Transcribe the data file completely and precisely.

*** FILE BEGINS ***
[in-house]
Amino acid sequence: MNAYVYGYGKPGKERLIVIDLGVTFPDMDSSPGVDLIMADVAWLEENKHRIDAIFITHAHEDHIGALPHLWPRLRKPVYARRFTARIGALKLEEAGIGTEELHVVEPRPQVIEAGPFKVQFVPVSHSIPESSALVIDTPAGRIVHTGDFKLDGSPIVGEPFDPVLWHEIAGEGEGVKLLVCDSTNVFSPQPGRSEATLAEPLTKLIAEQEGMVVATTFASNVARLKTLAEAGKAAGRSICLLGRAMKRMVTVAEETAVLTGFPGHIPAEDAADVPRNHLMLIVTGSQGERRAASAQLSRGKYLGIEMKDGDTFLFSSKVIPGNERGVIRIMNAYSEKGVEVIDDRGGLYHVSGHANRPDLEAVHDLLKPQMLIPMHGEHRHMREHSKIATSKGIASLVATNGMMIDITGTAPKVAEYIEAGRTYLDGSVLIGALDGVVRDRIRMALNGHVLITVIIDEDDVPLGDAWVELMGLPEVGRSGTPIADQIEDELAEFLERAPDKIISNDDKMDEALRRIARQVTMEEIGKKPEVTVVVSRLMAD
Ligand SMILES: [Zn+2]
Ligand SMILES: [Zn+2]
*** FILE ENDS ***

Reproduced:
[in-house]
Amino acid sequence: MNAYVYGYGKPGKERLIVIDLGVTFPDMDSSPGVDLIMADVAWLEENKHRIDAIFITHAHEDHIGALPHLWPRLRKPVYARRFTARIGALKLEEAGIGTEELHVVEPRPQVIEAGPFKVQFVPVSHSIPESSALVIDTPAGRIVHTGDFKLDGSPIVGEPFDPVLWHEIAGEGEGVKLLVCDSTNVFSPQPGRSEATLAEPLTKLIAEQEGMVVATTFASNVARLKTLAEAGKAAGRSICLLGRAMKRMVTVAEETAVLTGFPGHIPAEDAADVPRNHLMLIVTGSQGERRAASAQLSRGKYLGIEMKDGDTFLFSSKVIPGNERGVIRIMNAYSEKGVEVIDDRGGLYHVSGHANRPDLEAVHDLLKPQMLIPMHGEHRHMREHSKIATSKGIASLVATNGMMIDITGTAPKVAEYIEAGRTYLDGSVLIGALDGVVRDRIRMALNGHVLITVIIDEDDVPLGDAWVELMGLPEVGRSGTPIADQIEDELAEFLERAPDKIISNDDKMDEALRRIARQVTMEEIGKKPEVTVVVSRLMAD
Ligand SMILES: [Zn+2]
Ligand SMILES: [Zn+2]